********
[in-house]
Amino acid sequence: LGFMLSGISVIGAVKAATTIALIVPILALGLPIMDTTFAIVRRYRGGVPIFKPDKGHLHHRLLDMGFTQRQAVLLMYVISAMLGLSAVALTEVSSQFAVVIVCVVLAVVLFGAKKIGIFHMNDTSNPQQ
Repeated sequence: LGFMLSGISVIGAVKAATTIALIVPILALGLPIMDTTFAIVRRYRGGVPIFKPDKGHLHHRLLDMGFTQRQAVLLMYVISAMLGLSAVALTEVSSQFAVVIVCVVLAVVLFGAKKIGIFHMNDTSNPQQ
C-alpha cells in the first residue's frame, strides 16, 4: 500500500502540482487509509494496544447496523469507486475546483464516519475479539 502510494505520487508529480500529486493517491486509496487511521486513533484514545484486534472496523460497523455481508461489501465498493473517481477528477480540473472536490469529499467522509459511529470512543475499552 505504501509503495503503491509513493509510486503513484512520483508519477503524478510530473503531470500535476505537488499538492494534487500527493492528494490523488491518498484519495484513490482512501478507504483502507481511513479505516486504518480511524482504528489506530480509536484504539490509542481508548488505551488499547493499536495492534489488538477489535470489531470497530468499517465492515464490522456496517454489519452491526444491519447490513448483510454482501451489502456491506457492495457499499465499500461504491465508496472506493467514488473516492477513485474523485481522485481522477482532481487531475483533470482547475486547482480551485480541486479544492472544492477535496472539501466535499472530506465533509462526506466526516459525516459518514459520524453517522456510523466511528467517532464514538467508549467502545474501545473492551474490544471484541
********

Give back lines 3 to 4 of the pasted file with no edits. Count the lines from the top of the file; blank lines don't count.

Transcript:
Repeated sequence: LGFMLSGISVIGAVKAATTIALIVPILALGLPIMDTTFAIVRRYRGGVPIFKPDKGHLHHRLLDMGFTQRQAVLLMYVISAMLGLSAVALTEVSSQFAVVIVCVVLAVVLFGAKKIGIFHMNDTSNPQQ
C-alpha cells in the first residue's frame, strides 16, 4: 500500500502540482487509509494496544447496523469507486475546483464516519475479539 502510494505520487508529480500529486493517491486509496487511521486513533484514545484486534472496523460497523455481508461489501465498493473517481477528477480540473472536490469529499467522509459511529470512543475499552 505504501509503495503503491509513493509510486503513484512520483508519477503524478510530473503531470500535476505537488499538492494534487500527493492528494490523488491518498484519495484513490482512501478507504483502507481511513479505516486504518480511524482504528489506530480509536484504539490509542481508548488505551488499547493499536495492534489488538477489535470489531470497530468499517465492515464490522456496517454489519452491526444491519447490513448483510454482501451489502456491506457492495457499499465499500461504491465508496472506493467514488473516492477513485474523485481522485481522477482532481487531475483533470482547475486547482480551485480541486479544492472544492477535496472539501466535499472530506465533509462526506466526516459525516459518514459520524453517522456510523466511528467517532464514538467508549467502545474501545473492551474490544471484541